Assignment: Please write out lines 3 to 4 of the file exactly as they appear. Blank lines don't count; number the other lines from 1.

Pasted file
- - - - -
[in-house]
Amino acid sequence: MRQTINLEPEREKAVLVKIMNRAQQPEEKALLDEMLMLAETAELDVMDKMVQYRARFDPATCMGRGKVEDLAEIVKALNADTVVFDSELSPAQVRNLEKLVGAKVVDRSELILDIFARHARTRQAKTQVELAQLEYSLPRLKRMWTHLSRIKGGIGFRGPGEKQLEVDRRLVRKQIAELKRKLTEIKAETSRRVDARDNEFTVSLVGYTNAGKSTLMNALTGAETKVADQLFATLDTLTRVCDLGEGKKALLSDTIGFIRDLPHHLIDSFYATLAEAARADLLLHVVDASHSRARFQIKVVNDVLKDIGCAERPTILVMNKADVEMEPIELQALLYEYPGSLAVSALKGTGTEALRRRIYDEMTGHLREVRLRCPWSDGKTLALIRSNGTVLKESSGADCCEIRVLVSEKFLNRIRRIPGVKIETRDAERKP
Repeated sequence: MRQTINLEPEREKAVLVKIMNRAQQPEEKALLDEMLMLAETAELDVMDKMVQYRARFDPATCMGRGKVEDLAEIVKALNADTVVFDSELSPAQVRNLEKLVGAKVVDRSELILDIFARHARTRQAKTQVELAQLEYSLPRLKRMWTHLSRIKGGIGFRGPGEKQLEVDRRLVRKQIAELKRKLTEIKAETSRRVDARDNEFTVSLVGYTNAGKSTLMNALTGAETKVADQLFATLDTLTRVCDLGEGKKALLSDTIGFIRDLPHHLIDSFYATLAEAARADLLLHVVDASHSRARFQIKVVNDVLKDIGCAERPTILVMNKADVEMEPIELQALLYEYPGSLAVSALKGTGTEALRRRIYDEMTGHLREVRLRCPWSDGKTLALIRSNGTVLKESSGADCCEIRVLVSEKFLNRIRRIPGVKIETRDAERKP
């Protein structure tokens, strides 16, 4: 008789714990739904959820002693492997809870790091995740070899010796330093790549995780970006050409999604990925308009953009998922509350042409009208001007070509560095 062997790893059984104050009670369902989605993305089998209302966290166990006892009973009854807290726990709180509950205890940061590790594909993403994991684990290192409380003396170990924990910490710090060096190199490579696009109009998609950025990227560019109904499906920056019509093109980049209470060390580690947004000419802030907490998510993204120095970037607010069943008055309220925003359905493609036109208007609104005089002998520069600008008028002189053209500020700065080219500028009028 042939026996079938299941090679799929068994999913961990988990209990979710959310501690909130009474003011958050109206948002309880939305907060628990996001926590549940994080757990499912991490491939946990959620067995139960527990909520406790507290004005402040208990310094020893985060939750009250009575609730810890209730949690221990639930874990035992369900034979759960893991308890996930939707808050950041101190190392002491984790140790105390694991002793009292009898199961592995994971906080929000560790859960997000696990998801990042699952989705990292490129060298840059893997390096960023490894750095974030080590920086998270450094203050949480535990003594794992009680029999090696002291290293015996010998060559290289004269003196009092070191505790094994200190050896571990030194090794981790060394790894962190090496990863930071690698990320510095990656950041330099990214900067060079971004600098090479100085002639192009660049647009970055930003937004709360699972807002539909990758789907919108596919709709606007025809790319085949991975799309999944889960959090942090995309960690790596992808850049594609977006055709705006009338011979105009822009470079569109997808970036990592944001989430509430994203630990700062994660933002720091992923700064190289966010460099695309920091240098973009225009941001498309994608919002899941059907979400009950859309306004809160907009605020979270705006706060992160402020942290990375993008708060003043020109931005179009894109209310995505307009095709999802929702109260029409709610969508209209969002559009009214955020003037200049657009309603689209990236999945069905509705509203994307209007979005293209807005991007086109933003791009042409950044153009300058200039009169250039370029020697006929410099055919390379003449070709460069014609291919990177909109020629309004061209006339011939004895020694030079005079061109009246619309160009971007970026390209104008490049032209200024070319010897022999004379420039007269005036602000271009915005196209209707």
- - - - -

Repeated sequence: MRQTINLEPEREKAVLVKIMNRAQQPEEKALLDEMLMLAETAELDVMDKMVQYRARFDPATCMGRGKVEDLAEIVKALNADTVVFDSELSPAQVRNLEKLVGAKVVDRSELILDIFARHARTRQAKTQVELAQLEYSLPRLKRMWTHLSRIKGGIGFRGPGEKQLEVDRRLVRKQIAELKRKLTEIKAETSRRVDARDNEFTVSLVGYTNAGKSTLMNALTGAETKVADQLFATLDTLTRVCDLGEGKKALLSDTIGFIRDLPHHLIDSFYATLAEAARADLLLHVVDASHSRARFQIKVVNDVLKDIGCAERPTILVMNKADVEMEPIELQALLYEYPGSLAVSALKGTGTEALRRRIYDEMTGHLREVRLRCPWSDGKTLALIRSNGTVLKESSGADCCEIRVLVSEKFLNRIRRIPGVKIETRDAERKP
């Protein structure tokens, strides 16, 4: 008789714990739904959820002693492997809870790091995740070899010796330093790549995780970006050409999604990925308009953009998922509350042409009208001007070509560095 062997790893059984104050009670369902989605993305089998209302966290166990006892009973009854807290726990709180509950205890940061590790594909993403994991684990290192409380003396170990924990910490710090060096190199490579696009109009998609950025990227560019109904499906920056019509093109980049209470060390580690947004000419802030907490998510993204120095970037607010069943008055309220925003359905493609036109208007609104005089002998520069600008008028002189053209500020700065080219500028009028 042939026996079938299941090679799929068994999913961990988990209990979710959310501690909130009474003011958050109206948002309880939305907060628990996001926590549940994080757990499912991490491939946990959620067995139960527990909520406790507290004005402040208990310094020893985060939750009250009575609730810890209730949690221990639930874990035992369900034979759960893991308890996930939707808050950041101190190392002491984790140790105390694991002793009292009898199961592995994971906080929000560790859960997000696990998801990042699952989705990292490129060298840059893997390096960023490894750095974030080590920086998270450094203050949480535990003594794992009680029999090696002291290293015996010998060559290289004269003196009092070191505790094994200190050896571990030194090794981790060394790894962190090496990863930071690698990320510095990656950041330099990214900067060079971004600098090479100085002639192009660049647009970055930003937004709360699972807002539909990758789907919108596919709709606007025809790319085949991975799309999944889960959090942090995309960690790596992808850049594609977006055709705006009338011979105009822009470079569109997808970036990592944001989430509430994203630990700062994660933002720091992923700064190289966010460099695309920091240098973009225009941001498309994608919002899941059907979400009950859309306004809160907009605020979270705006706060992160402020942290990375993008708060003043020109931005179009894109209310995505307009095709999802929702109260029409709610969508209209969002559009009214955020003037200049657009309603689209990236999945069905509705509203994307209007979005293209807005991007086109933003791009042409950044153009300058200039009169250039370029020697006929410099055919390379003449070709460069014609291919990177909109020629309004061209006339011939004895020694030079005079061109009246619309160009971007970026390209104008490049032209200024070319010897022999004379420039007269005036602000271009915005196209209707």